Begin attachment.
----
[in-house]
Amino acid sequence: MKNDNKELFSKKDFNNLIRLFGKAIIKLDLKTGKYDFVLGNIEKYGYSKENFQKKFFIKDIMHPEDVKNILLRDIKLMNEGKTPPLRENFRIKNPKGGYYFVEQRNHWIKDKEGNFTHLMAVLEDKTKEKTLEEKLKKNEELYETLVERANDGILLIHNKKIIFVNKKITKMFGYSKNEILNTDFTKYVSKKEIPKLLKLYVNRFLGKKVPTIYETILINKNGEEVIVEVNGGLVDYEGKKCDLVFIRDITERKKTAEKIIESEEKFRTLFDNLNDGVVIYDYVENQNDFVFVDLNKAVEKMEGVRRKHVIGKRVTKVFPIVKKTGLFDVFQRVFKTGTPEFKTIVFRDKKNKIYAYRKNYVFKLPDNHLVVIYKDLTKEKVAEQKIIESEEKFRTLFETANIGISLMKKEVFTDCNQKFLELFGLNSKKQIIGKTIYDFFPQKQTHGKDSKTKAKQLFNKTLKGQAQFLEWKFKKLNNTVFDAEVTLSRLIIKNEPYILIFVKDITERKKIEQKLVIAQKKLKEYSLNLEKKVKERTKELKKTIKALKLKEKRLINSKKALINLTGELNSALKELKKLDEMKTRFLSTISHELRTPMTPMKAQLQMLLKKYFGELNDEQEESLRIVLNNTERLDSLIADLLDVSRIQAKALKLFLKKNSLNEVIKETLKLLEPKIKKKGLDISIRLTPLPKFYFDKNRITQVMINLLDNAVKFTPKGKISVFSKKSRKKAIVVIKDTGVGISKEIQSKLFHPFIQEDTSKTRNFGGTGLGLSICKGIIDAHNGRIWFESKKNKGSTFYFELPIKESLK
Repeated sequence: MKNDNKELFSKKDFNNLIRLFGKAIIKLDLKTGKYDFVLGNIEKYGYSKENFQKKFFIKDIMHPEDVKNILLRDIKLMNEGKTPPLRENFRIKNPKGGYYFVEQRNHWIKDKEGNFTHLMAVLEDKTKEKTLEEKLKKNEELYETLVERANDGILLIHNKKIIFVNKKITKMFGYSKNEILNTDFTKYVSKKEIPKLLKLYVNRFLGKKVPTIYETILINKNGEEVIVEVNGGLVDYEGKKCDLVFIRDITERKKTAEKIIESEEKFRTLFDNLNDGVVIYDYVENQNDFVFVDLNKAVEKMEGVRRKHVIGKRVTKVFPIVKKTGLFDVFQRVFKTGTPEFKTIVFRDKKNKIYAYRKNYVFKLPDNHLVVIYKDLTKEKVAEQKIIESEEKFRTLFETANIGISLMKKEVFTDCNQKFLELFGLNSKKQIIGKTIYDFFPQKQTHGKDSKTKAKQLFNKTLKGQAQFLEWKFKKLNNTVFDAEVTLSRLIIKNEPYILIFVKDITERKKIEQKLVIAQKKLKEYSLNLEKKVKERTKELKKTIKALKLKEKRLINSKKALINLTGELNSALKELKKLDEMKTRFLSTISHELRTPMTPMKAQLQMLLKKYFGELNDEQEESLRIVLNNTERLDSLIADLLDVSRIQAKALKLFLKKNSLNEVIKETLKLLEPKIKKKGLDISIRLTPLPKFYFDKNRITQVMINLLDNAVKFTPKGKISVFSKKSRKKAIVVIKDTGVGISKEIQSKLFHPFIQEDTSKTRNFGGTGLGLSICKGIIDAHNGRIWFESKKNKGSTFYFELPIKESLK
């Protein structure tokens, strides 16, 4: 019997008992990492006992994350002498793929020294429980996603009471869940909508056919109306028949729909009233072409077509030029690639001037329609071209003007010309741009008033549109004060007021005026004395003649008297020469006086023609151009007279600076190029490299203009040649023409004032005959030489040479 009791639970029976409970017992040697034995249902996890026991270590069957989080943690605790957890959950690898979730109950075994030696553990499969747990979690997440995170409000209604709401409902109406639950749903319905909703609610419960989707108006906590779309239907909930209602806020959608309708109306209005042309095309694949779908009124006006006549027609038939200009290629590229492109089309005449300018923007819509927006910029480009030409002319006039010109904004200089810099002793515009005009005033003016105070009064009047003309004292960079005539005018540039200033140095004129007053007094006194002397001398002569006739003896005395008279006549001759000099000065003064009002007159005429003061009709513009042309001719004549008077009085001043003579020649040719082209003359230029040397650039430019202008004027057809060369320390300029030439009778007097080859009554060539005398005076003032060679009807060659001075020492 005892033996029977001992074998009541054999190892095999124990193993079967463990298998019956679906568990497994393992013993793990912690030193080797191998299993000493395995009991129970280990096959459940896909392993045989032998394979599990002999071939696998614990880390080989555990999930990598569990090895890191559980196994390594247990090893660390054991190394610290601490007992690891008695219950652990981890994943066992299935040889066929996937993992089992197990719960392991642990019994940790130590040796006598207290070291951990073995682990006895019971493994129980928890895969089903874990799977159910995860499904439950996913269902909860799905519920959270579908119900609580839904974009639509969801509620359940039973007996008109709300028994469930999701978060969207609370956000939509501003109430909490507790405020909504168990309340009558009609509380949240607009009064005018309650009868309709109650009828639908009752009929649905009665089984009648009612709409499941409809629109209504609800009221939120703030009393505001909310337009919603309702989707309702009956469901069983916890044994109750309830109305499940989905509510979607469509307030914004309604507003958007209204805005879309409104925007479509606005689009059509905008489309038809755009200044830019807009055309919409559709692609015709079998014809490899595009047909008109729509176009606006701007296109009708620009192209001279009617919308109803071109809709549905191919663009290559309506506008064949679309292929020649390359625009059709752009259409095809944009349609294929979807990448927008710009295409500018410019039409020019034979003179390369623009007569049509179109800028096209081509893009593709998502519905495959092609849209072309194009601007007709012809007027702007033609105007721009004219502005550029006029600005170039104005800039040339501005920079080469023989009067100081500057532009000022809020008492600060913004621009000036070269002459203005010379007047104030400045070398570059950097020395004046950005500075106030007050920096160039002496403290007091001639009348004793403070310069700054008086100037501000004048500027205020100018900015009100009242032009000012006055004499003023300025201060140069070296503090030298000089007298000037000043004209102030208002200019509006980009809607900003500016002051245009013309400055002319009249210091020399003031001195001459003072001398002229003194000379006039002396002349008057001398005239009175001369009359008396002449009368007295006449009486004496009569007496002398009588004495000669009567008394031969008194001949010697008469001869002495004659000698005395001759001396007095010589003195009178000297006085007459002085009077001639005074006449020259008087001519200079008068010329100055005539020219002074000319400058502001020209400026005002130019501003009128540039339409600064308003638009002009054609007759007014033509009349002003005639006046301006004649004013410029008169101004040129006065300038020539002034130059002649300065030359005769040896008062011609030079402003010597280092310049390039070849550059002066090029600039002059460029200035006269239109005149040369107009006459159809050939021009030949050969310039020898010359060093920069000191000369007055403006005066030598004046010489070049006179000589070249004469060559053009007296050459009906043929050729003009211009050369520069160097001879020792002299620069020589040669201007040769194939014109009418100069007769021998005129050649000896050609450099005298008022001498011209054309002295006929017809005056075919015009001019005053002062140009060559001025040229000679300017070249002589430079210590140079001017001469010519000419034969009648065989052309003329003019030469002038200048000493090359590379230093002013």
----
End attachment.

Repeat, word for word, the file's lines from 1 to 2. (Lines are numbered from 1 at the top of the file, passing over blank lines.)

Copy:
[in-house]
Amino acid sequence: MKNDNKELFSKKDFNNLIRLFGKAIIKLDLKTGKYDFVLGNIEKYGYSKENFQKKFFIKDIMHPEDVKNILLRDIKLMNEGKTPPLRENFRIKNPKGGYYFVEQRNHWIKDKEGNFTHLMAVLEDKTKEKTLEEKLKKNEELYETLVERANDGILLIHNKKIIFVNKKITKMFGYSKNEILNTDFTKYVSKKEIPKLLKLYVNRFLGKKVPTIYETILINKNGEEVIVEVNGGLVDYEGKKCDLVFIRDITERKKTAEKIIESEEKFRTLFDNLNDGVVIYDYVENQNDFVFVDLNKAVEKMEGVRRKHVIGKRVTKVFPIVKKTGLFDVFQRVFKTGTPEFKTIVFRDKKNKIYAYRKNYVFKLPDNHLVVIYKDLTKEKVAEQKIIESEEKFRTLFETANIGISLMKKEVFTDCNQKFLELFGLNSKKQIIGKTIYDFFPQKQTHGKDSKTKAKQLFNKTLKGQAQFLEWKFKKLNNTVFDAEVTLSRLIIKNEPYILIFVKDITERKKIEQKLVIAQKKLKEYSLNLEKKVKERTKELKKTIKALKLKEKRLINSKKALINLTGELNSALKELKKLDEMKTRFLSTISHELRTPMTPMKAQLQMLLKKYFGELNDEQEESLRIVLNNTERLDSLIADLLDVSRIQAKALKLFLKKNSLNEVIKETLKLLEPKIKKKGLDISIRLTPLPKFYFDKNRITQVMINLLDNAVKFTPKGKISVFSKKSRKKAIVVIKDTGVGISKEIQSKLFHPFIQEDTSKTRNFGGTGLGLSICKGIIDAHNGRIWFESKKNKGSTFYFELPIKESLK